Say you bought a house to provide a home for your family and of course you and your spouse had to use a mortgage for it.

With all your saving you could come up with 80.000$ down payment.

As the house you want to buy costs 450.000$, you had to take the missing 370.000$ from your bank.

Let's assume your wife has a bachelor degree and you are an engineer, which makes a pretty good income situation here.

The bank grants your loan with 4% p.a. effective interest rate (that means including fees and commissions), making it look like a cheap loan and good deal for you.

The running time will be 30 years.

At 30 years running time, the monthly rate you will have to pay will be 1766,44$, assuming that the interest rate would not increase and stay at an all-time low like it is now for the next 30 years (which it probably won't).

For the 370.000$ you would pay back in total 635.917,17$, making it an astonishing 265.917,17$ dollars for the bank just in fees and interest rate!

Of course this is based on the historical low interest period we have right now.

If the interest rates would rise, your expenses and monthly rates would rise exponentially.

Talking about making good money!

And now what would happen if you poor fella could for some reason not pay back the amount anymore after 10 years?

Despite having already a ridiculous amount of margin on the money they lend you, the bank does not just stop there.

In the ideal scenario, you pay them the rates and full interest as stated in the contract and they make an awful amount of money as you could just see

Now what would happen if you paid it for 10 years, but then you lose your job because of some shift in the economy that affected your company?

And just a few months later, your wife gets diagnosed with cancer.

A few months later she loses her job too, because she is not fit for work anymore.

Despite having no income anymore, there are now also medical bills of several thousand dollars for treatment and medication of your wife.

Since you try hard but have no other financial option, you just can't pay the loan anymore.

Now during the past 10 years you paid the bank full rates and on time, just as stated in the agreement.

During this time, the bank received full interest payments, fees and all other costs and margins associated with these “costs” on the loan.

Now, since you can't pay them anymore and it currently does not look like you will be able to pay the full amount in the near future, the bank doesn't care that it might be a recession or that your wife has cancer.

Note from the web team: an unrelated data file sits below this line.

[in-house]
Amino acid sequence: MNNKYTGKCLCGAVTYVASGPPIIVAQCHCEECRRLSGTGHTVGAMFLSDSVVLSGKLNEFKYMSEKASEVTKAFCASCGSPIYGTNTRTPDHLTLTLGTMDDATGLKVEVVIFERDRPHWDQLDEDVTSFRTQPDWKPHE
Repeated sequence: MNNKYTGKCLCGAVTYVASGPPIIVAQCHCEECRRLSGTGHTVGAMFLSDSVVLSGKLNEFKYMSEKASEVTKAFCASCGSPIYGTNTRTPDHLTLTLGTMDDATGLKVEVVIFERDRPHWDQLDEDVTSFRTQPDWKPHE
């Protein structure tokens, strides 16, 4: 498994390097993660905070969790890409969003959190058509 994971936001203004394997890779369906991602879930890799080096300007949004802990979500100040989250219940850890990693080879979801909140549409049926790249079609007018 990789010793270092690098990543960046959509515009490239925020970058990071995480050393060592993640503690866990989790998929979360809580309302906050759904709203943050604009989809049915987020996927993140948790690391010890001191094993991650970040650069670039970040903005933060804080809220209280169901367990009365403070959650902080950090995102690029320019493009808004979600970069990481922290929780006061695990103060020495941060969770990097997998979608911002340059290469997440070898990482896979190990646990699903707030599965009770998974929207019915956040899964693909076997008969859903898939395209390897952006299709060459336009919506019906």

They want their money. And now things get ugly.

how to avoid debt
You didn't read the fine print? That's too bad for you.

In the fine print of their 60 page agreements, somewhere you signed that they have the full right to foreclosure of your property once you are no longer able to pay them for whatever reasons.

And they will make use of this right.

And here comes one of their dirtiest tricks, and this is the reason why banks will almost always lend you money to buy a home, even if they know you will not be able to pay it back:

Although you have paid 10 years with full margins and fees, they will take your home to foreclosure and sell the whole object, meaning your entire house and not just a few rooms.

Since you were “breaking” the agreement, those 10 yearsin which you paid the full rates for the house will not be considered as something you own.

It all still belongs to the bank!

That means they had 10 years of full profits, then they will take your home completely and kick you and your family out on the streets and sell the whole property for their profits.

Wow, what a business model!

You paid for it to a part, they still take the whole object, and then they get to keep all the profits from the sales!

Do you think it stops here?

It would be so good if they had already enough at this point.

But banks have an unsatisfiable thirst for more.

In financial terms, they are the worst monster you can think of.

After they have taken advantage of you two times already, they come for a third round:

even after the property is foreclosed and sold, in many times again with a profit for the bank, they then will hunt you down to any place in the country with their lawyers because legally speaking you did still not pay back your debts.

The house is gone and sold for a profit - but the bank still wants the full amount of the loan.

How insane is that!

You made them rich during 10 years of expensive payments, they take your home, sell it, keep all the profit and still they wont stop and chase back the rest of the loan that is outstanding from you.

It makes them a profit with massive margins three times from only one “bad” customer they lend money to.

In some cases, the bad customers can in this case be better for their business than the good ones who always pay their loan on time.

And yes, they are legally in full right to do this and have enough expensive lawyers in place to do just that.

Imagine buying a product for 1.000$ and then paying 5.000$ for it ultimately.

If something ever goes wrong with your mortgage, you will have exactly that, only with more zeros.

The bank will profit during your payments, they will take the entire house and sell it all for their profit, and afterwards come back to again charge the full amount.

Such bulletproof concepts for the banks lead for example to the insane housing crisis in 2008, because everybody was granted a loan since banks could not lose on them - until the market crashed.

The end of the story?

Avoid debt at all costs. Any kind of debt.

It is not fun. The bank is not your friend.

And no, it is not a good offer.

Keep your dream alive!